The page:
The youngest of ten children from a Harlem family, he started racing bikes, became a bike messenger in NYC, attracted the attention of the national team, and rode his way to a silver medal in the 1984 Los Angeles Olympics. Vails is the first and still the only African-American to have won an Olympic medal in any cycling event, and as he reminds anyone who cares to listen, that’s not going to change anytime soon because “there ain’t nobody in the hopper.”
It’s not a slight to the two dominant African-American racers Justin and Corey Williams, it’s a slight to what Vails still calls “the federation.”
But the point of the evening wasn’t to deliver a rant on the failings of USA Cycling, and Nelson didn’t make it one. The point was to roll out his new clothing line, produced by Rapha, the Nelson Vails Collection. And he was blunt: “The great memories of riding in this kit will remain long after the pain of the price tag has gone.” I bought a jersey and bibs, rode in them the next day, and although they are the best looking, most comfortable bike clothes I own, it’s going to take a few more memories.
What was striking about Nelson’s talk was what he said and what he didn’t say. He didn’t talk about racism and discrimination in cycling, about hurdles he’d had to overcome, about the prejudices baked into such a pristinely white sport as track cycling in the 70s and 80s. Instead, he started his speech with a code word, the invocation of Marshal “Major” Taylor, America’s first and greatest world champion in any sport, before or since.
When African-American cyclists mention Major Taylor, they are telling you something. It’s subtle, and you either get it or you don’t. What they are telling you is that this sport you love and idolize so much, studded with names like Merckx, Hinault, Bartali, Anquetil, and Coppi, was first dominated, controlled, and ruled with invincible legs and will by an African-American named Major Taylor. And he didn’t do it to the adulation of the masses in what was the world’s most popular sport, he did it in the face of hatred and racism that are our American legacy.
Whatever you think about the conquests of your heroes, they pale compared to the achievements of a slightly-built man born in 1878 who became world champion, multi-national champion, and crusher of foreign professionals on their home turf in the face of physical violence, constant abuse, overt racism of every conceivable sort, and, when none of that worked, rule changes that excluded African-Americans from the nation’s cycling organizing body.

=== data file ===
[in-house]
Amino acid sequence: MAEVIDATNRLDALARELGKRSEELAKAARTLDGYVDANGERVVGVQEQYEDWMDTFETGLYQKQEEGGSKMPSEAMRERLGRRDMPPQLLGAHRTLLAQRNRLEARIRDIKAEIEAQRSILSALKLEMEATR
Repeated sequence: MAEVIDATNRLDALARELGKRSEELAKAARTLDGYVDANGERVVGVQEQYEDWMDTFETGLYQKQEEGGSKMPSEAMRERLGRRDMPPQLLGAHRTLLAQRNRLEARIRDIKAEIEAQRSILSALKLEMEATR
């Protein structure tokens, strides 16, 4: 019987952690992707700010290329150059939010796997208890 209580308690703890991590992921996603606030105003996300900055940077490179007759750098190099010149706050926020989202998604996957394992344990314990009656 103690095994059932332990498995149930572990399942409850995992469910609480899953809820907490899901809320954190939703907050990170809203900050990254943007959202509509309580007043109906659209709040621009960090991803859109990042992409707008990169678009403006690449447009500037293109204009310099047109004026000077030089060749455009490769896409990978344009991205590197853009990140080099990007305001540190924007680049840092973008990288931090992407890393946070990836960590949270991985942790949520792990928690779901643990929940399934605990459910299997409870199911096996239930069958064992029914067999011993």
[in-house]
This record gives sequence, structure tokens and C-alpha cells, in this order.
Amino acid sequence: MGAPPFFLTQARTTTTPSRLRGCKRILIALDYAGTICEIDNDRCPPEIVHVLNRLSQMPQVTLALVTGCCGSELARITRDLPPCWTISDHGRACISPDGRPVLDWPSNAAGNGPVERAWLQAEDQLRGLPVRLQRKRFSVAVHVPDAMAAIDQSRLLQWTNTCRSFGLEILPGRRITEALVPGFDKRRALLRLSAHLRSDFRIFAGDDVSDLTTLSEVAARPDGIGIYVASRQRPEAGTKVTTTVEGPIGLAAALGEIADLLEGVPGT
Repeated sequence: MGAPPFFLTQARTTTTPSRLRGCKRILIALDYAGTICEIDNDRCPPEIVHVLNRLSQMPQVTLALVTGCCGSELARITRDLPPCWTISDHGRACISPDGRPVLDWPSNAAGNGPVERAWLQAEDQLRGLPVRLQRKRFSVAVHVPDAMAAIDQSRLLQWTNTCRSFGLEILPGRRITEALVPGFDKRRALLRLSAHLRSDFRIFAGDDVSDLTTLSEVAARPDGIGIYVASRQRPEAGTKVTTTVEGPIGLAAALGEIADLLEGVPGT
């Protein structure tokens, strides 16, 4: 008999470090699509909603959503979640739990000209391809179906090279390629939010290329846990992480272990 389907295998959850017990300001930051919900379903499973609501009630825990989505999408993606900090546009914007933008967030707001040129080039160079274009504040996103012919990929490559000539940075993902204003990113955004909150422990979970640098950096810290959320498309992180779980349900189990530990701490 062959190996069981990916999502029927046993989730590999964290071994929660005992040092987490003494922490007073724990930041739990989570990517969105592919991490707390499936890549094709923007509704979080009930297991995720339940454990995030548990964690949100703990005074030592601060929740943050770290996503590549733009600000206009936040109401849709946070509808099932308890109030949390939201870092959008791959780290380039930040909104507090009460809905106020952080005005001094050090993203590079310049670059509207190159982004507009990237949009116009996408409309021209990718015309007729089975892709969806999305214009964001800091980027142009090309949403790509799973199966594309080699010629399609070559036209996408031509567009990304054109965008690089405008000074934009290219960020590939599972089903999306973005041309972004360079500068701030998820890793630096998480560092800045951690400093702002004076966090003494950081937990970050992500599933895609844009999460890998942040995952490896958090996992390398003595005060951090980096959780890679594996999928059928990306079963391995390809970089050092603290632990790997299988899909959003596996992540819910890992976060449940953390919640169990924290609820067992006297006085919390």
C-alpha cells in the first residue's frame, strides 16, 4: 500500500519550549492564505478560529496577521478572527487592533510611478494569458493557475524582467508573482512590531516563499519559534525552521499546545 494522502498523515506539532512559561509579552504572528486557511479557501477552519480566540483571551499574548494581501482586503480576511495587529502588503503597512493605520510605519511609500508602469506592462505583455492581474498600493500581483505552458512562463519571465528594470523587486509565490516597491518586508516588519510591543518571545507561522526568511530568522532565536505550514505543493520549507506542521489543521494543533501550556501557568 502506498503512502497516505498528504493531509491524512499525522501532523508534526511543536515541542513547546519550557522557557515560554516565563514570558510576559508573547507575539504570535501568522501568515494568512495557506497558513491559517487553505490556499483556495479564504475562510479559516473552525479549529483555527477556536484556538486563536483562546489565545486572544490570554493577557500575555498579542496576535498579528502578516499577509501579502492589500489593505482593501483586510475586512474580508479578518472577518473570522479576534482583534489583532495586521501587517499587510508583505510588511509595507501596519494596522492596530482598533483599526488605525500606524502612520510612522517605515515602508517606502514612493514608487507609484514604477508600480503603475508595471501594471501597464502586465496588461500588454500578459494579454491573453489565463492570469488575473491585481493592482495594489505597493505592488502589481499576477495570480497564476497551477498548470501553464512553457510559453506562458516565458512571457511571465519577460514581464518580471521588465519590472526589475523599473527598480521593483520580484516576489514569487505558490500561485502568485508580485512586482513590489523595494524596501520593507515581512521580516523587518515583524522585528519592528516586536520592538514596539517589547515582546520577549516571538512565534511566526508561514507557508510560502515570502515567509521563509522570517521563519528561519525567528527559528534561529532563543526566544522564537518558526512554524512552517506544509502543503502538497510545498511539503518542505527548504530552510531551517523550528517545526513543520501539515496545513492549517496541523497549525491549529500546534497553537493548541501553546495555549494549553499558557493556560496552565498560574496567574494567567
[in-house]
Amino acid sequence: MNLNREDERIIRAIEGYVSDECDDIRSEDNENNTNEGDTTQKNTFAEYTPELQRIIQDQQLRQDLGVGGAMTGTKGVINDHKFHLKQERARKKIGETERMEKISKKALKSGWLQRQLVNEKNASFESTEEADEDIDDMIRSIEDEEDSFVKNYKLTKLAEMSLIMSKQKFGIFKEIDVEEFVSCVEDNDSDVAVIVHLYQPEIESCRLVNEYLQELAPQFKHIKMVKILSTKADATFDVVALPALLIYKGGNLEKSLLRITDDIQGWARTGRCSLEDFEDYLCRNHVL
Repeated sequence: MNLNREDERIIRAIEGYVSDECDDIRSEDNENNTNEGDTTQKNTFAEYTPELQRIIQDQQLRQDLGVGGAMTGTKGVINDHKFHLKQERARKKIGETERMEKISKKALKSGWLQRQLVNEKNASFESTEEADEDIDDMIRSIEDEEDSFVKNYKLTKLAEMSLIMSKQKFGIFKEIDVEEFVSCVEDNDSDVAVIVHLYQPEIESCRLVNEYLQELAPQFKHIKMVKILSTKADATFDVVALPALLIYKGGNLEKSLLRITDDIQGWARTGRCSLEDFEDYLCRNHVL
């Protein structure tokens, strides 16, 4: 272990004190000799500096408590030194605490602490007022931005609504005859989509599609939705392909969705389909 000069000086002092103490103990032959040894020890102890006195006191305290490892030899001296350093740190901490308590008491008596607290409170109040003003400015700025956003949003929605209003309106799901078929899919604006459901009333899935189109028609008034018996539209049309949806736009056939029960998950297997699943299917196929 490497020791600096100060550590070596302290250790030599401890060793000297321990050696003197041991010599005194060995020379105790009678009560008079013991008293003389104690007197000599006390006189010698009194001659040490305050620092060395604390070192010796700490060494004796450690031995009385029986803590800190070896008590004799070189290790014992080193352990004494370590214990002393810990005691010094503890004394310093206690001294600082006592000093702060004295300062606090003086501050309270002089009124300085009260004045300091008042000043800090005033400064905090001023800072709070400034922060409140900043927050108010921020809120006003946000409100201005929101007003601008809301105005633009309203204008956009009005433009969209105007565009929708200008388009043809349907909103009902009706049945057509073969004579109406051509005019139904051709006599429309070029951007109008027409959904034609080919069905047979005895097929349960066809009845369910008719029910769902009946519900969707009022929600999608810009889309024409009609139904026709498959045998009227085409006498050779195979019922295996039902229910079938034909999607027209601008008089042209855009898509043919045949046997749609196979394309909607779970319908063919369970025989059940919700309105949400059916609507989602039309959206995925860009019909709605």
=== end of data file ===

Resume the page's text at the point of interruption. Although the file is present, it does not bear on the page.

Taylor retired at age 32, unable to withstand any longer the punishing racism that was heaped upon him wherever he raced. He died penniless.
What does any of this have to do with the unveiling of the Vails Collection by Rapha? A lot, in fact …
First, by invoking Taylor and saying plainly that as the only African-American to win an Olympic medal in cycling, Vails is continuing in his tradition, it invites us to examine the history of cycling without actually coming out and saying “racism.” What does it mean to continue in the tradition of Taylor? You can’t know that unless you know your history, and once you do, you have to ask yourself why Eddy is your hero instead of Major? And to continue the question, why is it that the most influential and accomplished athlete in what was at the time the biggest competitive sport on earth, cycling, is not part of every rider’s tradition? Why doesn’t every Cat 5 racer know the Taylor story? Why is he not celebrated a thousand times more than Vince Lombardi or Babe Ruth?
The answers are uncomfortable, for some more than others.
Second, by invoking Taylor, Nelson was also pointing to himself. He too had multiple national professional titles, a financially lucrative multi-year career as a keirin racer in Japan and 6-day racer in Europe, and broke ground as Nike’s first ever sponsored cyclist. Flamboyant, fast, and able to deliver the goods on a global stage, where was the enthusiasm in America’s national governing body to discover and develop more young boys and girls from poor communities into the next generation Nelson Vails? Why was the path blazed by Taylor, then re-blazed by Nelson, left so quickly to overgrow with the same weeds and thorns of preconception and prejudice that had matted it for decades?
Third, by invoking Taylor on the sales floor of a high-end clothing store in Santa Monica, Vails was calling attention to a history of a different sort: The first time that a clothing manufacturer with the global, Pro Tour, luxury cachet of Rapha was partnering with a legend of cycling to put African-American prowess in cycling where it belongs: Front and center.
And for me, it was in some ways this third thing that meant the most, simply because the cycling community is so quick to mouth support for diversity, yet often so embarrassingly slow to put its money where its mouth is. Because no amount of hand-holding and nodding in agreement can make up for the fact that the first part of equality has to do with sharing the money–to clap a retired hero like Nelson on the back and tell him how much you admire him? Meh. To partner with him over a year-long process to design and develop a beautiful, comfortable, luxury riding kit that exceeds every standard there is?
Now you’re talking.
I got mine. You should get yours. There are worse things in life than collecting memories.
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March 19, 2019 § 10 Comments
I was like, “Whoa, whoa, whoa!”